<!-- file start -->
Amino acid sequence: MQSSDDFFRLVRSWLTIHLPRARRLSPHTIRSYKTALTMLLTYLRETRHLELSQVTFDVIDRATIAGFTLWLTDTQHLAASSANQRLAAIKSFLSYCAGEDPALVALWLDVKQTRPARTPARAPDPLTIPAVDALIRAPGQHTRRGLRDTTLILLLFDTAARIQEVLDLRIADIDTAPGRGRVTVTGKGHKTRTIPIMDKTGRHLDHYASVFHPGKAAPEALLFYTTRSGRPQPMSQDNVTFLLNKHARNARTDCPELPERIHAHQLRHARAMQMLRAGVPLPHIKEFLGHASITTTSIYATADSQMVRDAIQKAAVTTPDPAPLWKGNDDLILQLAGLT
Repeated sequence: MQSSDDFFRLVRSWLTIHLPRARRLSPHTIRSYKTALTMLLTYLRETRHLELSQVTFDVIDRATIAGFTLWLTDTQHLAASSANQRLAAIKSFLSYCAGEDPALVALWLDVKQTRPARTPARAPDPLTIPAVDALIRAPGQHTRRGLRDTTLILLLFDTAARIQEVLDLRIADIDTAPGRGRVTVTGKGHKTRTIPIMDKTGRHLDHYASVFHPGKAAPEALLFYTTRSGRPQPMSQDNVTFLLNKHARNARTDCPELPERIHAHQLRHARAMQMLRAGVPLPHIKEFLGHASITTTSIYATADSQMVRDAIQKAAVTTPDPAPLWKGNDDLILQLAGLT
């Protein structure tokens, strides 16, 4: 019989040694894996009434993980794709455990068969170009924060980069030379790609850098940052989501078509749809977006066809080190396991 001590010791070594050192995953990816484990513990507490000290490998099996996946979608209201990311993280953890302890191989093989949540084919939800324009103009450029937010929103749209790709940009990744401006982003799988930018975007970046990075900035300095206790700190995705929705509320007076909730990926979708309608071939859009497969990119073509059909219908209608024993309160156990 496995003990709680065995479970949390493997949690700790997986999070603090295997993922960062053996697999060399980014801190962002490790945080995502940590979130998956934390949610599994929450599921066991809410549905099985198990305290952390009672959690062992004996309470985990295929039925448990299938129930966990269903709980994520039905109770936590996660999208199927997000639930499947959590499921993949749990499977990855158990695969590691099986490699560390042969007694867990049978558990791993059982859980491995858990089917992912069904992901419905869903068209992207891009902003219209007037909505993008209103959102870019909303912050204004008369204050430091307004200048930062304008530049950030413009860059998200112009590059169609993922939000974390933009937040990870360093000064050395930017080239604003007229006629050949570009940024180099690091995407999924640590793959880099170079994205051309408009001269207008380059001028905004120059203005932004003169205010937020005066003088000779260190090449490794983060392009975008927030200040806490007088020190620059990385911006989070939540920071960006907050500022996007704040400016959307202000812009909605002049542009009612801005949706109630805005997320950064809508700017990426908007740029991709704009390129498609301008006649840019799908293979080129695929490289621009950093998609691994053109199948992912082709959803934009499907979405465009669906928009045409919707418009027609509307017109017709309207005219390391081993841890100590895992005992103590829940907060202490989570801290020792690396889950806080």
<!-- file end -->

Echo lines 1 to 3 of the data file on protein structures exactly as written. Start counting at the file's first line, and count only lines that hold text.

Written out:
Amino acid sequence: MQSSDDFFRLVRSWLTIHLPRARRLSPHTIRSYKTALTMLLTYLRETRHLELSQVTFDVIDRATIAGFTLWLTDTQHLAASSANQRLAAIKSFLSYCAGEDPALVALWLDVKQTRPARTPARAPDPLTIPAVDALIRAPGQHTRRGLRDTTLILLLFDTAARIQEVLDLRIADIDTAPGRGRVTVTGKGHKTRTIPIMDKTGRHLDHYASVFHPGKAAPEALLFYTTRSGRPQPMSQDNVTFLLNKHARNARTDCPELPERIHAHQLRHARAMQMLRAGVPLPHIKEFLGHASITTTSIYATADSQMVRDAIQKAAVTTPDPAPLWKGNDDLILQLAGLT
Repeated sequence: MQSSDDFFRLVRSWLTIHLPRARRLSPHTIRSYKTALTMLLTYLRETRHLELSQVTFDVIDRATIAGFTLWLTDTQHLAASSANQRLAAIKSFLSYCAGEDPALVALWLDVKQTRPARTPARAPDPLTIPAVDALIRAPGQHTRRGLRDTTLILLLFDTAARIQEVLDLRIADIDTAPGRGRVTVTGKGHKTRTIPIMDKTGRHLDHYASVFHPGKAAPEALLFYTTRSGRPQPMSQDNVTFLLNKHARNARTDCPELPERIHAHQLRHARAMQMLRAGVPLPHIKEFLGHASITTTSIYATADSQMVRDAIQKAAVTTPDPAPLWKGNDDLILQLAGLT
């Protein structure tokens, strides 16, 4: 019989040694894996009434993980794709455990068969170009924060980069030379790609850098940052989501078509749809977006066809080190396991 001590010791070594050192995953990816484990513990507490000290490998099996996946979608209201990311993280953890302890191989093989949540084919939800324009103009450029937010929103749209790709940009990744401006982003799988930018975007970046990075900035300095206790700190995705929705509320007076909730990926979708309608071939859009497969990119073509059909219908209608024993309160156990 496995003990709680065995479970949390493997949690700790997986999070603090295997993922960062053996697999060399980014801190962002490790945080995502940590979130998956934390949610599994929450599921066991809410549905099985198990305290952390009672959690062992004996309470985990295929039925448990299938129930966990269903709980994520039905109770936590996660999208199927997000639930499947959590499921993949749990499977990855158990695969590691099986490699560390042969007694867990049978558990791993059982859980491995858990089917992912069904992901419905869903068209992207891009902003219209007037909505993008209103959102870019909303912050204004008369204050430091307004200048930062304008530049950030413009860059998200112009590059169609993922939000974390933009937040990870360093000064050395930017080239604003007229006629050949570009940024180099690091995407999924640590793959880099170079994205051309408009001269207008380059001028905004120059203005932004003169205010937020005066003088000779260190090449490794983060392009975008927030200040806490007088020190620059990385911006989070939540920071960006907050500022996007704040400016959307202000812009909605002049542009009612801005949706109630805005997320950064809508700017990426908007740029991709704009390129498609301008006649840019799908293979080129695929490289621009950093998609691994053109199948992912082709959803934009499907979405465009669906928009045409919707418009027609509307017109017709309207005219390391081993841890100590895992005992103590829940907060202490989570801290020792690396889950806080």